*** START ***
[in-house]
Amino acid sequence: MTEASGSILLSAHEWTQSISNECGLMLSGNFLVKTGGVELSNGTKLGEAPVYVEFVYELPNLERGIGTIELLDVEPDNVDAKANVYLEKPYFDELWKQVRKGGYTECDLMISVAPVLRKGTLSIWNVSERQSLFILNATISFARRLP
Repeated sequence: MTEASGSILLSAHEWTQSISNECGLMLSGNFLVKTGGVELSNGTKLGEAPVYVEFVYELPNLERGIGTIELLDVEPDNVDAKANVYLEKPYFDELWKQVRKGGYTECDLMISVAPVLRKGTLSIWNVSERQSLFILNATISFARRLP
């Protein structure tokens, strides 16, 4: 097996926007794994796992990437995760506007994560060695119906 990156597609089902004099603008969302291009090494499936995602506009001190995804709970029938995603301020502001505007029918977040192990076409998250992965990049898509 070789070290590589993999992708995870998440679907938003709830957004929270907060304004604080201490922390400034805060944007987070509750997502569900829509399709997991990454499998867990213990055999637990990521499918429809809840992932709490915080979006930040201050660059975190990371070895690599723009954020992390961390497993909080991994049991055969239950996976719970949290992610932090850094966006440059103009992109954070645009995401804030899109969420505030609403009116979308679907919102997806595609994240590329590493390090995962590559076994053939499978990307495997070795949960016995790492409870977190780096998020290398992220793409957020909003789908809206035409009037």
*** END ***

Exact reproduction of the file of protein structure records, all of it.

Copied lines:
[in-house]
Amino acid sequence: MTEASGSILLSAHEWTQSISNECGLMLSGNFLVKTGGVELSNGTKLGEAPVYVEFVYELPNLERGIGTIELLDVEPDNVDAKANVYLEKPYFDELWKQVRKGGYTECDLMISVAPVLRKGTLSIWNVSERQSLFILNATISFARRLP
Repeated sequence: MTEASGSILLSAHEWTQSISNECGLMLSGNFLVKTGGVELSNGTKLGEAPVYVEFVYELPNLERGIGTIELLDVEPDNVDAKANVYLEKPYFDELWKQVRKGGYTECDLMISVAPVLRKGTLSIWNVSERQSLFILNATISFARRLP
């Protein structure tokens, strides 16, 4: 097996926007794994796992990437995760506007994560060695119906 990156597609089902004099603008969302291009090494499936995602506009001190995804709970029938995603301020502001505007029918977040192990076409998250992965990049898509 070789070290590589993999992708995870998440679907938003709830957004929270907060304004604080201490922390400034805060944007987070509750997502569900829509399709997991990454499998867990213990055999637990990521499918429809809840992932709490915080979006930040201050660059975190990371070895690599723009954020992390961390497993909080991994049991055969239950996976719970949290992610932090850094966006440059103009992109954070645009995401804030899109969420505030609403009116979308679907919102997806595609994240590329590493390090995962590559076994053939499978990307495997070795949960016995790492409870977190780096998020290398992220793409957020909003789908809206035409009037």